Ever since I was young, I wanted to change the world. Put my stamp on it, mark my place in it, so everyone would know that I was here. That I lived. I remember at 15-years-old sitting at the foot of my parents bed, like I did every night before bed, and telling them that I was going to be somebody someday. I didn't mean that I would be famous, but that I would be somebody that people would remember. I was thoroughly convinced that God had straight-laced plan laid out for me and that I only had to discover it. It became my mission, my mantra: Find out what it is you are meant to do in this life. I wanted a single answer, a grand one, one that would change countless lives for the better. I took several aptitude tests in school and in college and found them irritating and constricting. Why did I have to be one kind of person? Why did I have to fit inside a box so the computer could tell me what job was best suited for my personality? I actually failed these aptitude tests. The results were always inconclusive. "You do not fit in our box" the computers told me and I was left feeling confident that I was so unique that even a computer could't pinpoint me and yet I was also frustrated because I was no closer to finding out my purpose in life.
I graduated with my Associate's Degree before I graduated from high school, which left me in a unique position. I would enter college as a sophomore and I had no time to dabble in electives to figure out where I belonged in this world. I chose a safe career, a practical one for a mom because I'd always assumed I would be a mother, which I am. Teaching was safe. You get out of school when your kids gets out. You get the holidays off. You get summer! Those are all the "perks" that everyone who is not a teacher will tell you. What they do not know is that it is a full-time job, very stressful, and let's face it, we are working with everybody else's children for 8 hours a day and then our work is still not finished. There is always more planning and for an English teacher, mountains of written work to grade always. The thing is, I don't know that it was my passion. I never liked to waste time and I was eager to begin my college career and get out of there and onto the real world as quickly as possible. I found out teaching was hard, but that was okay. I had always liked a challenge. I loved the kids that I worked for, but I didn't love the job itself.
When I quit teaching to stay home and raise my kids, I had a personal crisis. Becoming a mother was something I had always planned on doing, but I didn't plan on how it would make me feel. I felt love like I never knew I could and I began to worry like I never thought possible. I also began to doubt my place in this world and wonder if this, being a mother, was all I was ever destined to be. It sounds harsh, even ungrateful, but that is how I've felt and it's something I still struggle with today. I felt I had never found my path in life and what I do feel for sure is the passing of time and watching everyone else's lives go on around me. Sometimes I feel like maybe God isn't hearing my prayers. I still feel like that more often that I'd like to admit. It is my biggest struggle even now. I have invested so much of my life and myself into finding out who I am and where I belong and what path is the best one for me that I have let it consume me and tear me down. Enter in depression, the cherry on top, the piece de resistance that makes this conundrum more dramatic than it should be. I perceive that God is not answering my prayers, but I have faith enough to know that He is, just in ways that I am not ready to see yet.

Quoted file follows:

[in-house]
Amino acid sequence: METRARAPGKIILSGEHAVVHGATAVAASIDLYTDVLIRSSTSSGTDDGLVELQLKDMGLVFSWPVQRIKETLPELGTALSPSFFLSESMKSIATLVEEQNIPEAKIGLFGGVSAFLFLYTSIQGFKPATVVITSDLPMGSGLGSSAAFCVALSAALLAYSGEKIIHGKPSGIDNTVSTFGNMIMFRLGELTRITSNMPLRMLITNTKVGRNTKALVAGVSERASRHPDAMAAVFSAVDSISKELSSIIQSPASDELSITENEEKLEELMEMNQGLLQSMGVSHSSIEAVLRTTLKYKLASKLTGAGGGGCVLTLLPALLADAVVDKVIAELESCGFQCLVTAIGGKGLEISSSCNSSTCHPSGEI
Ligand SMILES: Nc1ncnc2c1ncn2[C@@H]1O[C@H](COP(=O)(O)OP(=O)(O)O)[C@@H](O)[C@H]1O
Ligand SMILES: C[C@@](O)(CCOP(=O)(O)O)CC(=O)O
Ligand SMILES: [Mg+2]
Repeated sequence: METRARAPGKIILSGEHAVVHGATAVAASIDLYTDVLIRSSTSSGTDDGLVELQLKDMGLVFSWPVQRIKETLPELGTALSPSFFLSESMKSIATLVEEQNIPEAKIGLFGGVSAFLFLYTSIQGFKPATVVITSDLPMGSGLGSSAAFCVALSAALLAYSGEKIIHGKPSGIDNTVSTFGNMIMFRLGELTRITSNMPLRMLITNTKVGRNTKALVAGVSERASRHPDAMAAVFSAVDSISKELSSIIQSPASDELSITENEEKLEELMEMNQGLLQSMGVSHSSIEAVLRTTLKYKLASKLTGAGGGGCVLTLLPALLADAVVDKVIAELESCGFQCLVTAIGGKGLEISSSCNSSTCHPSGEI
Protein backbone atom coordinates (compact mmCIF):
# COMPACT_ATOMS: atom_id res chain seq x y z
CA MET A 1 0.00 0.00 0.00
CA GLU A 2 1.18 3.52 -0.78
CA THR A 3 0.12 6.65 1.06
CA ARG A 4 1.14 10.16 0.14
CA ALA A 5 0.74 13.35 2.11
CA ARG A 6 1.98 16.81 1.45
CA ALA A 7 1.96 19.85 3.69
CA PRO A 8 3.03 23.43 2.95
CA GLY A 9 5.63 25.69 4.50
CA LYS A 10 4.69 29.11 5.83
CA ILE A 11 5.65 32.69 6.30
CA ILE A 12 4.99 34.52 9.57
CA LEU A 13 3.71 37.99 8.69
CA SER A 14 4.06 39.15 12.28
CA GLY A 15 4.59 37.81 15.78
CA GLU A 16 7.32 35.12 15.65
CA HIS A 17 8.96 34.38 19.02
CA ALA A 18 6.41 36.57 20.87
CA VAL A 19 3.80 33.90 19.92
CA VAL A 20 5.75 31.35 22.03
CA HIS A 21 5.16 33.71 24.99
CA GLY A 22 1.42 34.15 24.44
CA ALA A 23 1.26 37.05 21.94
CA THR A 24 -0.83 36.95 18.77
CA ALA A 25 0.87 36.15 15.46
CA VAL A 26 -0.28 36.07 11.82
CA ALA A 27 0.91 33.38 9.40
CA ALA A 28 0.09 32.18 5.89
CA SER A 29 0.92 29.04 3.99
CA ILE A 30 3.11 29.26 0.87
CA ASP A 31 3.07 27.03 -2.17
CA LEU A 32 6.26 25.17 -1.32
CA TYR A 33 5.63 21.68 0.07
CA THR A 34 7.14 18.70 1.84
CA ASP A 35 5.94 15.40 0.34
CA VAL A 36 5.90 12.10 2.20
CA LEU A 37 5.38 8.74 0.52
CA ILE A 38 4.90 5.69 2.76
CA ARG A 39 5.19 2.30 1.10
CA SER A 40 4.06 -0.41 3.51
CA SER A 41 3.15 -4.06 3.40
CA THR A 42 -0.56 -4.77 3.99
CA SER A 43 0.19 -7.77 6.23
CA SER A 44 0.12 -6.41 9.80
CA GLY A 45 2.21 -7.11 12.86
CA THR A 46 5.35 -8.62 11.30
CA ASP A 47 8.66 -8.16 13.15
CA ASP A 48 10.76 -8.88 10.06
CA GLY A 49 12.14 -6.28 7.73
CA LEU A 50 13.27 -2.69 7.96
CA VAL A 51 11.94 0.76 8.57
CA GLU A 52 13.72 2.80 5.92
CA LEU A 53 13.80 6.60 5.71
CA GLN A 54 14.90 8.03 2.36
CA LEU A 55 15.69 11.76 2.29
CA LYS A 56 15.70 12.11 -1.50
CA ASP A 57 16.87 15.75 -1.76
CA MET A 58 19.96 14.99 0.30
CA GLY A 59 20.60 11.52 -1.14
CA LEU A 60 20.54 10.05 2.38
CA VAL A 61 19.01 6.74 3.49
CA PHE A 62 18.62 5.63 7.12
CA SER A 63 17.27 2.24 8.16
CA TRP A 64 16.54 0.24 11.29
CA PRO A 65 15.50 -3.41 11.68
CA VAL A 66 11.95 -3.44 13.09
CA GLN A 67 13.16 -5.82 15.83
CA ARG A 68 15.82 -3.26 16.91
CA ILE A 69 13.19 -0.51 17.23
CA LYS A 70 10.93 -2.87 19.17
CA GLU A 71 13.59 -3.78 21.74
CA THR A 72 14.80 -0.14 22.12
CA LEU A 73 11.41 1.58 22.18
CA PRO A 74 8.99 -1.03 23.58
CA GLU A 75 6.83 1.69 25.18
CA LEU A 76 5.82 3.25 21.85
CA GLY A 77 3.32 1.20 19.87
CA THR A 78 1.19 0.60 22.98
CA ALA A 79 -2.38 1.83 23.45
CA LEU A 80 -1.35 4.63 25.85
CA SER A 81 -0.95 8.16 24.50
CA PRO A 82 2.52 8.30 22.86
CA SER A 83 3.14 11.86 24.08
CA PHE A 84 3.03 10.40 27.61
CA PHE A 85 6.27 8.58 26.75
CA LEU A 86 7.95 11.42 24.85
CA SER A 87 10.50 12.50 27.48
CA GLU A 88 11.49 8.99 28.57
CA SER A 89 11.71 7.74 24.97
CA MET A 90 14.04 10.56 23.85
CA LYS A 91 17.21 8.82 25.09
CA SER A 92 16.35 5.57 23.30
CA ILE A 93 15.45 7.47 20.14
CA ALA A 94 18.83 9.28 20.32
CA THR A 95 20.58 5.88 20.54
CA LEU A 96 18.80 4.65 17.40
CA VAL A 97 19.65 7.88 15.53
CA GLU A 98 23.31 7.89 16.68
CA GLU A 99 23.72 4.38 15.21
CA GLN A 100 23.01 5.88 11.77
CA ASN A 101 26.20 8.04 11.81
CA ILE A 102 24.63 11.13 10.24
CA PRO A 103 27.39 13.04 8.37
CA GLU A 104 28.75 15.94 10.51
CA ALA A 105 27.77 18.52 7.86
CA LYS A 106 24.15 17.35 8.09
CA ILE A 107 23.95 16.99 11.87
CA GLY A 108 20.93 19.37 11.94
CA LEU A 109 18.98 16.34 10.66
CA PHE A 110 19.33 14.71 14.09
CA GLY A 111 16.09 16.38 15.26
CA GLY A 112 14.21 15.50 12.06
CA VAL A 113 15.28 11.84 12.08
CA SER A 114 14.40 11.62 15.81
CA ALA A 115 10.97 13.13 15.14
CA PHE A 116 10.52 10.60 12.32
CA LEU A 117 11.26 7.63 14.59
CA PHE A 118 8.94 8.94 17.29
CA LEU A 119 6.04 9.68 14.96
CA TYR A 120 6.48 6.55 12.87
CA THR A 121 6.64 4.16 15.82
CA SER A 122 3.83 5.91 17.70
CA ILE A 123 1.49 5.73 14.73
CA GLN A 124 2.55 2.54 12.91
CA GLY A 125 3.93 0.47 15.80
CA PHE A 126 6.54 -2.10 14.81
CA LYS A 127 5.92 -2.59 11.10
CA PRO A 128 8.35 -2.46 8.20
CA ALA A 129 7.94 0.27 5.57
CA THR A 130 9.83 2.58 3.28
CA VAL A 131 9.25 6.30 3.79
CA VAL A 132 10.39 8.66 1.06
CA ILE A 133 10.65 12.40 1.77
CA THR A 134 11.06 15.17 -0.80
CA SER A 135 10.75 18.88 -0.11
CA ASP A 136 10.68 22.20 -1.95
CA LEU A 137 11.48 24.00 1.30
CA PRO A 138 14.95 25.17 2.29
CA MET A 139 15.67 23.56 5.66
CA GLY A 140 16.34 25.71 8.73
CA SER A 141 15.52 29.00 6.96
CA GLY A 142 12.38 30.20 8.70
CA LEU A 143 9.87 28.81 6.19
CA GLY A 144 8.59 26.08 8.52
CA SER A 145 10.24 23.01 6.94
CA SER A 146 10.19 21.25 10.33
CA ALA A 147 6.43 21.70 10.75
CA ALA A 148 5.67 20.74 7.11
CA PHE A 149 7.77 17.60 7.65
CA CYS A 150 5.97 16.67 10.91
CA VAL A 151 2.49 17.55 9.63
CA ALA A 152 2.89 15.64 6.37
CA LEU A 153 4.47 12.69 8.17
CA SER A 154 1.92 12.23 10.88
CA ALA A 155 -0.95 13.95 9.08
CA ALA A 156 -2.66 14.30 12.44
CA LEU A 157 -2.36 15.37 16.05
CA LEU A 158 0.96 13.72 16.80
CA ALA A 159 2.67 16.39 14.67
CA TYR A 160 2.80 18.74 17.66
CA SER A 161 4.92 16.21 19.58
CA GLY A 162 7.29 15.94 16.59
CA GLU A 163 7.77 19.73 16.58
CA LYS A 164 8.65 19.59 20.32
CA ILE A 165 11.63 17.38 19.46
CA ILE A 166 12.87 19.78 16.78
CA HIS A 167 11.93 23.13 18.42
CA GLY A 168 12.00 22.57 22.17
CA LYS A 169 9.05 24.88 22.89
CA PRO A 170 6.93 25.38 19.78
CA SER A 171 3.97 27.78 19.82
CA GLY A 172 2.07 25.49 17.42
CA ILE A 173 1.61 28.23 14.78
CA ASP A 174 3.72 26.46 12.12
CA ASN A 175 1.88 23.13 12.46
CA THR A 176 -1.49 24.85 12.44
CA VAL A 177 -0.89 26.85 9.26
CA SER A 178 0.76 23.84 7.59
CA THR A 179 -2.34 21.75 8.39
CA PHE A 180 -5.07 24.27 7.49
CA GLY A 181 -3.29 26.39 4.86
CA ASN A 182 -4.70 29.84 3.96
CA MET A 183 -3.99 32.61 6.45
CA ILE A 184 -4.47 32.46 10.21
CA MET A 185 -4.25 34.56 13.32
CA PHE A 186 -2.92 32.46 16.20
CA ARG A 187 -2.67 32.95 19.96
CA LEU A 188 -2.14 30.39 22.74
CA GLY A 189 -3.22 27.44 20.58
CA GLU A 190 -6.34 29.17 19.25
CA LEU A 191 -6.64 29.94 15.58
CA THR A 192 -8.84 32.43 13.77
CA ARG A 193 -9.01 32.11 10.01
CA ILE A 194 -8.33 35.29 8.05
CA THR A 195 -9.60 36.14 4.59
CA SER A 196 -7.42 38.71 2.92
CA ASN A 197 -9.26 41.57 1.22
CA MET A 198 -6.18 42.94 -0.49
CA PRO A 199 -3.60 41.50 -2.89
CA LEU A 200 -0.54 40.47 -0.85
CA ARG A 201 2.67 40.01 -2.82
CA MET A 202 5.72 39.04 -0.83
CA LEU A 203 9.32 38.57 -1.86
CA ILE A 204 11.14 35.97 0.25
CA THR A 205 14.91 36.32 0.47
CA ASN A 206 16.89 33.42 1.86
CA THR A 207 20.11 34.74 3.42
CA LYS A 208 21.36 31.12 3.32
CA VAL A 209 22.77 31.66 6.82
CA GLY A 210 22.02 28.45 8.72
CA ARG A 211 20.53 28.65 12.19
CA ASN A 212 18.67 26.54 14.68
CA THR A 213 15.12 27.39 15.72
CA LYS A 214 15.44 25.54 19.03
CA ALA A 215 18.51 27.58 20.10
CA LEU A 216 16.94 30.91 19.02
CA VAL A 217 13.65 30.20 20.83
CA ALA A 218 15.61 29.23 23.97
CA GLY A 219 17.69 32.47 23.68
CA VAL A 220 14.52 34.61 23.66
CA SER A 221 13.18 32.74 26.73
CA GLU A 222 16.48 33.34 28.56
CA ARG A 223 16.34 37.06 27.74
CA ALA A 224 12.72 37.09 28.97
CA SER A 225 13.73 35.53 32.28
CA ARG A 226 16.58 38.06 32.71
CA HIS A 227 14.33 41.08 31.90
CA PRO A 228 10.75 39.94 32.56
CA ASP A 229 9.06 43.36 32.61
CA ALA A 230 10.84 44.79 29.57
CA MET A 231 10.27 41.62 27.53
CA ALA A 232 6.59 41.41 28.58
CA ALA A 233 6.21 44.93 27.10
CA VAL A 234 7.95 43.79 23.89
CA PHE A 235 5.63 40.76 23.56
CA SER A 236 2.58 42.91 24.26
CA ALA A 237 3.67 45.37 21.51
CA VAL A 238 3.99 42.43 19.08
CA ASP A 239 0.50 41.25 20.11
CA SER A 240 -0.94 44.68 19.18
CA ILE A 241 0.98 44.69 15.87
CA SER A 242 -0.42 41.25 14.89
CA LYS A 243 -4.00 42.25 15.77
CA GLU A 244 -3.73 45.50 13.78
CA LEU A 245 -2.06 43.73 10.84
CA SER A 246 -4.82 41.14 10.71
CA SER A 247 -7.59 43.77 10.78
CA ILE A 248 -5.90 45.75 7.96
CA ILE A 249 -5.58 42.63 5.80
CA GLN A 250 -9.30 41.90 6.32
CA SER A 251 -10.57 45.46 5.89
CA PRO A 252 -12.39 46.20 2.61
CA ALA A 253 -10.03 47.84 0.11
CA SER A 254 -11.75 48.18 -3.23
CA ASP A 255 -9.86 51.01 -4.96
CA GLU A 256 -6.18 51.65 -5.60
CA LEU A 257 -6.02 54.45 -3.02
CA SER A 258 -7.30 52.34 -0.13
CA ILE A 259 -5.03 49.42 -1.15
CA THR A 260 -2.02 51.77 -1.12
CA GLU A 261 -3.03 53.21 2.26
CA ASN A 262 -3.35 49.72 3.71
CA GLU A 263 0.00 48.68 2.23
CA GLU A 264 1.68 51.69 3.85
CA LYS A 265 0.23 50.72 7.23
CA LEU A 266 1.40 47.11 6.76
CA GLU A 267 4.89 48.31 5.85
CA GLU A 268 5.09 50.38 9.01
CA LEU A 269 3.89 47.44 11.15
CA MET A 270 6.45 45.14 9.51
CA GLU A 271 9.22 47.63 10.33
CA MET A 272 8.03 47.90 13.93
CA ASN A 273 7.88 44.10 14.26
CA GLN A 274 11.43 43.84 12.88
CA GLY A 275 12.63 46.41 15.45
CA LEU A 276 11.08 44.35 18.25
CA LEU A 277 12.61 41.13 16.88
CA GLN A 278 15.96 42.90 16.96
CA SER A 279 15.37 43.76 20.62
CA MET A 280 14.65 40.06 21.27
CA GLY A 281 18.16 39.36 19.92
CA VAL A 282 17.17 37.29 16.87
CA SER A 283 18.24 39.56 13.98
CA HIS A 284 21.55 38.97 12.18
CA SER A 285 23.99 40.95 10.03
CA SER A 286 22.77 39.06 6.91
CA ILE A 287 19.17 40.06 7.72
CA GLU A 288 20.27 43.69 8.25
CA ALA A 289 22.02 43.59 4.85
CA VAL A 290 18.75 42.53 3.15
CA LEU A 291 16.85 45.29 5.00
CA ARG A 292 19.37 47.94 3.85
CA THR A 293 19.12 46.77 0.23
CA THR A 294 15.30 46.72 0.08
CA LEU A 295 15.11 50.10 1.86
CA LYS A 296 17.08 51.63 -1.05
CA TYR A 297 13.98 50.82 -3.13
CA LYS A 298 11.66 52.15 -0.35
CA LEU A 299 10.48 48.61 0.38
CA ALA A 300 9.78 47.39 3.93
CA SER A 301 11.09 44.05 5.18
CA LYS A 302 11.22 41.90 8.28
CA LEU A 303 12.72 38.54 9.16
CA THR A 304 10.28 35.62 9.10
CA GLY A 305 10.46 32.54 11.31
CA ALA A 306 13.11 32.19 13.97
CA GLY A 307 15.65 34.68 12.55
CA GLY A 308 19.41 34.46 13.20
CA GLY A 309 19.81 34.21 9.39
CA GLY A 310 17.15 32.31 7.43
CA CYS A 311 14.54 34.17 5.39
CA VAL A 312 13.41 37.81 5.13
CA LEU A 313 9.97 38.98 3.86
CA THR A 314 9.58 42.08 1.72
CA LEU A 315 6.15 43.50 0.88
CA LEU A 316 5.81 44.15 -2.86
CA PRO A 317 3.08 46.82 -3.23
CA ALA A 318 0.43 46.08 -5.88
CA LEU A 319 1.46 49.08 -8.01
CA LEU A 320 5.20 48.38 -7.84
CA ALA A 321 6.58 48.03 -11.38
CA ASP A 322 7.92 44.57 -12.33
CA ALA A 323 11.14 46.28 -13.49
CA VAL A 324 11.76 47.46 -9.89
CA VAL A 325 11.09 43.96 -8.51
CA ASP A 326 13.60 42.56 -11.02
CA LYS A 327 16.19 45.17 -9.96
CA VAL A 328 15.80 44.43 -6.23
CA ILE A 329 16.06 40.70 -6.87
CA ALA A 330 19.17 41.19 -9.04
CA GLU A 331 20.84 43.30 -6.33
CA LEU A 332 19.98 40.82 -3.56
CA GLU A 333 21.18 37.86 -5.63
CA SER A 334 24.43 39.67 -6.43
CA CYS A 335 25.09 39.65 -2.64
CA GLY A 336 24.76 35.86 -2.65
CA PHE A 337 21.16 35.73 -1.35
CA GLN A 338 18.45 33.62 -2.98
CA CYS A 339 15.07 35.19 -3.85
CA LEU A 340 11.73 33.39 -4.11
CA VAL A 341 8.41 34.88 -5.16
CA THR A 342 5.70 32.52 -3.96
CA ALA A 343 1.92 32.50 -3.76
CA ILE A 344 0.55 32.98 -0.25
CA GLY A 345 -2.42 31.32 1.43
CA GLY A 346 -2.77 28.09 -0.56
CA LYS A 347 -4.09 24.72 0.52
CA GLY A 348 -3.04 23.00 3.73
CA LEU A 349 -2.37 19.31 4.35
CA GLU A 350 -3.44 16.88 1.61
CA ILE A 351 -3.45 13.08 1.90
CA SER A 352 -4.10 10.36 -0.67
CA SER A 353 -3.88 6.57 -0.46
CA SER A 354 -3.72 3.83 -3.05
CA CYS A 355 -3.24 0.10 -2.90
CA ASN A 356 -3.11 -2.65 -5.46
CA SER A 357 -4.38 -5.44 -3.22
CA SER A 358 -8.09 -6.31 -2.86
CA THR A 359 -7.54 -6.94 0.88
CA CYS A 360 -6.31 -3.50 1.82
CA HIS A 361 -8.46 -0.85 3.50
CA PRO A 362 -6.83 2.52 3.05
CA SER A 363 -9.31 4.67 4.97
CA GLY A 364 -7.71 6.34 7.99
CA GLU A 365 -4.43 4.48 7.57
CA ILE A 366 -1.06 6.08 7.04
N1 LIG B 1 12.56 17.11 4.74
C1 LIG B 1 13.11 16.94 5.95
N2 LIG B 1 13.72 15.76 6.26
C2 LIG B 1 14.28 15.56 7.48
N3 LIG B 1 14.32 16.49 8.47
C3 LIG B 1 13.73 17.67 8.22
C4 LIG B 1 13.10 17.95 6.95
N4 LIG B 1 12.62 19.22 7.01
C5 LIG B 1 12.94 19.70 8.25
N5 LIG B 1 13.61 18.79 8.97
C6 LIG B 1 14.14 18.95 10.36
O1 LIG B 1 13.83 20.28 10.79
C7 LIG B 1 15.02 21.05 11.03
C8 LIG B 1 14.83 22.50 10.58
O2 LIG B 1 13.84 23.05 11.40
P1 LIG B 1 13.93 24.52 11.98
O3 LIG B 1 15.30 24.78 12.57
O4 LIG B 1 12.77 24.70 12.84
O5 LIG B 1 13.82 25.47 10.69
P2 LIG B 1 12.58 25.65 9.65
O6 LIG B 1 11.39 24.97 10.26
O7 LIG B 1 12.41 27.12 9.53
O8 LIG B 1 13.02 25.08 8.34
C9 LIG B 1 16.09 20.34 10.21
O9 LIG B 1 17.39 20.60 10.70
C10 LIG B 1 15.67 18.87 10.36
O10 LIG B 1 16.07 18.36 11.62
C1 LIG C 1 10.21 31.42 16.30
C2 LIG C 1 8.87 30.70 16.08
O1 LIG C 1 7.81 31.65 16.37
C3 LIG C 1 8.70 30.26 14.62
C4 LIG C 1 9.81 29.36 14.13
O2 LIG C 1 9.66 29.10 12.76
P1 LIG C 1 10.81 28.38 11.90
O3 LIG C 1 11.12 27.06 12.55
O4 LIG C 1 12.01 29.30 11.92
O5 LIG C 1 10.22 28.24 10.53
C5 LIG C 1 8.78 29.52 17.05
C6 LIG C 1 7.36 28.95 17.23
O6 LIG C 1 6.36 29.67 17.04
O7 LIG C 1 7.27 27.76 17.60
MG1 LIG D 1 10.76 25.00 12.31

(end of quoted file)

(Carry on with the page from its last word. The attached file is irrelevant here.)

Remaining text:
Looking back on my life, I realize that a lot of the choices I made in life were to make other people around me happy. I realize now that I have lived too long trying to get others to like me or be proud of me and in doing that I lost a sense of self. I am not so naive as to not have considered that perhaps I am already on the path that God wants me to be on and maybe I am. Why can't I see that? I am smart enough to know that I do not want to sentence myself to a long life of being a wanderer and life-long obsession with catching hold of that perfect rainbow and consequently missing out on what is happening in the now. The life I live now is very anti-climatic in comparison to what I had imagined for myself. I was going to be digging the pyramids of Egypt and discovering new treasures--I was going to be the first person to survive going through a black hole in space--I was going to be that top notch lawyer that helped those who couldn't help themselves and to put "bad guys" in their place. The list goes on and on. It's ridiculous because none of those things would ever replace my kids or my husband and the love that we have. Maybe at the age of 29 I am finally realizing that those dreams are not what will bring me happiness in life. Maybe, no, I know, that I already have everything I need to be happy. And so my task now is to accept that and to let go of this notion that there is one particular path in this life for me and that I must find it. I am not going to fit into a box, so I am going to stop trying to do that. I am going to trust that I am where I am needed most right now and work to not let the world tell me otherwise. I'm still going to continue doing the things I love to do because I think we all need to do that, but I won't let those things come before my more important things, which aren't things at all, but little people actually and one big kid who I call husband.
Motherload of Blog Posts!!!!
2 years ago